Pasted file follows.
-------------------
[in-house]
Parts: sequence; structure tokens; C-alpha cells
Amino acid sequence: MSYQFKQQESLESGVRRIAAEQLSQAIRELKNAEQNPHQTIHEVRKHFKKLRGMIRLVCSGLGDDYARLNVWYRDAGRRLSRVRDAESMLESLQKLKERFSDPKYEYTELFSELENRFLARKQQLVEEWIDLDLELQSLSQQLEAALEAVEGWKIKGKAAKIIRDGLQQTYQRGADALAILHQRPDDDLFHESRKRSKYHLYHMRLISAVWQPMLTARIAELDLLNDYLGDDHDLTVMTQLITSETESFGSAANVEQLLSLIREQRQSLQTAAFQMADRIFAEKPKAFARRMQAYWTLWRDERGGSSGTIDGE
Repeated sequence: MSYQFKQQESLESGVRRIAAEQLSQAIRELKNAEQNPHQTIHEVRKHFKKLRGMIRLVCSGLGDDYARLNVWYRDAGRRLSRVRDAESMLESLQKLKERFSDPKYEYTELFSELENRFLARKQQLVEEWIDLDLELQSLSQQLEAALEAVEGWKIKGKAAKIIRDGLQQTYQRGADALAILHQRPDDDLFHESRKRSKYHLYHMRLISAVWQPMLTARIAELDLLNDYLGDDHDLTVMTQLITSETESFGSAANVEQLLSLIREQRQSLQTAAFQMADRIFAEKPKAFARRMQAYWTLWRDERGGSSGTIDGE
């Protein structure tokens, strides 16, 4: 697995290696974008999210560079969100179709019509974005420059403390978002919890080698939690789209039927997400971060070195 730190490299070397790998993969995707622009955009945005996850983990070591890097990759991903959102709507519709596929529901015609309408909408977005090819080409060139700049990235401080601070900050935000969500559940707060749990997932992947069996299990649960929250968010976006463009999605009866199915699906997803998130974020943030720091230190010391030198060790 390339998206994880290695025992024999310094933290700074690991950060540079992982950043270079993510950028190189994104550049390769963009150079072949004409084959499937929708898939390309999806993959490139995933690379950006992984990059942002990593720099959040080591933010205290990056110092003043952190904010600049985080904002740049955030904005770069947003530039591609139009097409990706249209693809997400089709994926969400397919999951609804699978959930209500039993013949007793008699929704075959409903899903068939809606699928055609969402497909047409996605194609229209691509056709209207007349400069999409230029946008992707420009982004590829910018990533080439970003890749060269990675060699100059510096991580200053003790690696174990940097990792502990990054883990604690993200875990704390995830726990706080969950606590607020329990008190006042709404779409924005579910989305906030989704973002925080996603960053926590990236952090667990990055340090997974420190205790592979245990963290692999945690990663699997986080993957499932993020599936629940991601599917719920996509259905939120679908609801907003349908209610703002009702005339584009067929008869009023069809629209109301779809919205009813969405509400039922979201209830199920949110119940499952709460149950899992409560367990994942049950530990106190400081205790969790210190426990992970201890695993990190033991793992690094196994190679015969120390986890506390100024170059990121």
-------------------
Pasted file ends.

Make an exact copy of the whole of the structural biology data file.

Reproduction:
[in-house]
Parts: sequence; structure tokens; C-alpha cells
Amino acid sequence: MSYQFKQQESLESGVRRIAAEQLSQAIRELKNAEQNPHQTIHEVRKHFKKLRGMIRLVCSGLGDDYARLNVWYRDAGRRLSRVRDAESMLESLQKLKERFSDPKYEYTELFSELENRFLARKQQLVEEWIDLDLELQSLSQQLEAALEAVEGWKIKGKAAKIIRDGLQQTYQRGADALAILHQRPDDDLFHESRKRSKYHLYHMRLISAVWQPMLTARIAELDLLNDYLGDDHDLTVMTQLITSETESFGSAANVEQLLSLIREQRQSLQTAAFQMADRIFAEKPKAFARRMQAYWTLWRDERGGSSGTIDGE
Repeated sequence: MSYQFKQQESLESGVRRIAAEQLSQAIRELKNAEQNPHQTIHEVRKHFKKLRGMIRLVCSGLGDDYARLNVWYRDAGRRLSRVRDAESMLESLQKLKERFSDPKYEYTELFSELENRFLARKQQLVEEWIDLDLELQSLSQQLEAALEAVEGWKIKGKAAKIIRDGLQQTYQRGADALAILHQRPDDDLFHESRKRSKYHLYHMRLISAVWQPMLTARIAELDLLNDYLGDDHDLTVMTQLITSETESFGSAANVEQLLSLIREQRQSLQTAAFQMADRIFAEKPKAFARRMQAYWTLWRDERGGSSGTIDGE
């Protein structure tokens, strides 16, 4: 697995290696974008999210560079969100179709019509974005420059403390978002919890080698939690789209039927997400971060070195 730190490299070397790998993969995707622009955009945005996850983990070591890097990759991903959102709507519709596929529901015609309408909408977005090819080409060139700049990235401080601070900050935000969500559940707060749990997932992947069996299990649960929250968010976006463009999605009866199915699906997803998130974020943030720091230190010391030198060790 390339998206994880290695025992024999310094933290700074690991950060540079992982950043270079993510950028190189994104550049390769963009150079072949004409084959499937929708898939390309999806993959490139995933690379950006992984990059942002990593720099959040080591933010205290990056110092003043952190904010600049985080904002740049955030904005770069947003530039591609139009097409990706249209693809997400089709994926969400397919999951609804699978959930209500039993013949007793008699929704075959409903899903068939809606699928055609969402497909047409996605194609229209691509056709209207007349400069999409230029946008992707420009982004590829910018990533080439970003890749060269990675060699100059510096991580200053003790690696174990940097990792502990990054883990604690993200875990704390995830726990706080969950606590607020329990008190006042709404779409924005579910989305906030989704973002925080996603960053926590990236952090667990990055340090997974420190205790592979245990963290692999945690990663699997986080993957499932993020599936629940991601599917719920996509259905939120679908609801907003349908209610703002009702005339584009067929008869009023069809629209109301779809919205009813969405509400039922979201209830199920949110119940499952709460149950899992409560367990994942049950530990106190400081205790969790210190426990992970201890695993990190033991793992690094196994190679015969120390986890506390100024170059990121």